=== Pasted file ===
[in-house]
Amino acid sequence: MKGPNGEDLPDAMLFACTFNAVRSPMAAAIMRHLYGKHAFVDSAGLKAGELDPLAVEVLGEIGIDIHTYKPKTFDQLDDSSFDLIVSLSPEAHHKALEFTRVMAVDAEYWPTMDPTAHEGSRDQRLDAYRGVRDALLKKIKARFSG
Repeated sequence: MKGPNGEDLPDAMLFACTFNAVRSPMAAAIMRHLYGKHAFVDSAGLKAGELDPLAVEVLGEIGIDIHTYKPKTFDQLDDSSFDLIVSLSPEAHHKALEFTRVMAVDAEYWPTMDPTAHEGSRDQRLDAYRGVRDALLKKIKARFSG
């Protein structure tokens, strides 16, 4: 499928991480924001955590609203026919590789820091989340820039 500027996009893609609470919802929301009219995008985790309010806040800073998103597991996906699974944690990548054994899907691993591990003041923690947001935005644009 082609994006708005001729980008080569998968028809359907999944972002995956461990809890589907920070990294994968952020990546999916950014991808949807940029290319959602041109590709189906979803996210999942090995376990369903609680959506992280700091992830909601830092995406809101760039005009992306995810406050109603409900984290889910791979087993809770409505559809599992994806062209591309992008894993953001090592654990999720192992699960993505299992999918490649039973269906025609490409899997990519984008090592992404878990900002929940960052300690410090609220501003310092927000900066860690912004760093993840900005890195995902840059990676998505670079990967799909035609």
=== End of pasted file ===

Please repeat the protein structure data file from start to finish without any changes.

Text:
[in-house]
Amino acid sequence: MKGPNGEDLPDAMLFACTFNAVRSPMAAAIMRHLYGKHAFVDSAGLKAGELDPLAVEVLGEIGIDIHTYKPKTFDQLDDSSFDLIVSLSPEAHHKALEFTRVMAVDAEYWPTMDPTAHEGSRDQRLDAYRGVRDALLKKIKARFSG
Repeated sequence: MKGPNGEDLPDAMLFACTFNAVRSPMAAAIMRHLYGKHAFVDSAGLKAGELDPLAVEVLGEIGIDIHTYKPKTFDQLDDSSFDLIVSLSPEAHHKALEFTRVMAVDAEYWPTMDPTAHEGSRDQRLDAYRGVRDALLKKIKARFSG
């Protein structure tokens, strides 16, 4: 499928991480924001955590609203026919590789820091989340820039 500027996009893609609470919802929301009219995008985790309010806040800073998103597991996906699974944690990548054994899907691993591990003041923690947001935005644009 082609994006708005001729980008080569998968028809359907999944972002995956461990809890589907920070990294994968952020990546999916950014991808949807940029290319959602041109590709189906979803996210999942090995376990369903609680959506992280700091992830909601830092995406809101760039005009992306995810406050109603409900984290889910791979087993809770409505559809599992994806062209591309992008894993953001090592654990999720192992699960993505299992999918490649039973269906025609490409899997990519984008090592992404878990900002929940960052300690410090609220501003310092927000900066860690912004760093993840900005890195995902840059990676998505670079990967799909035609």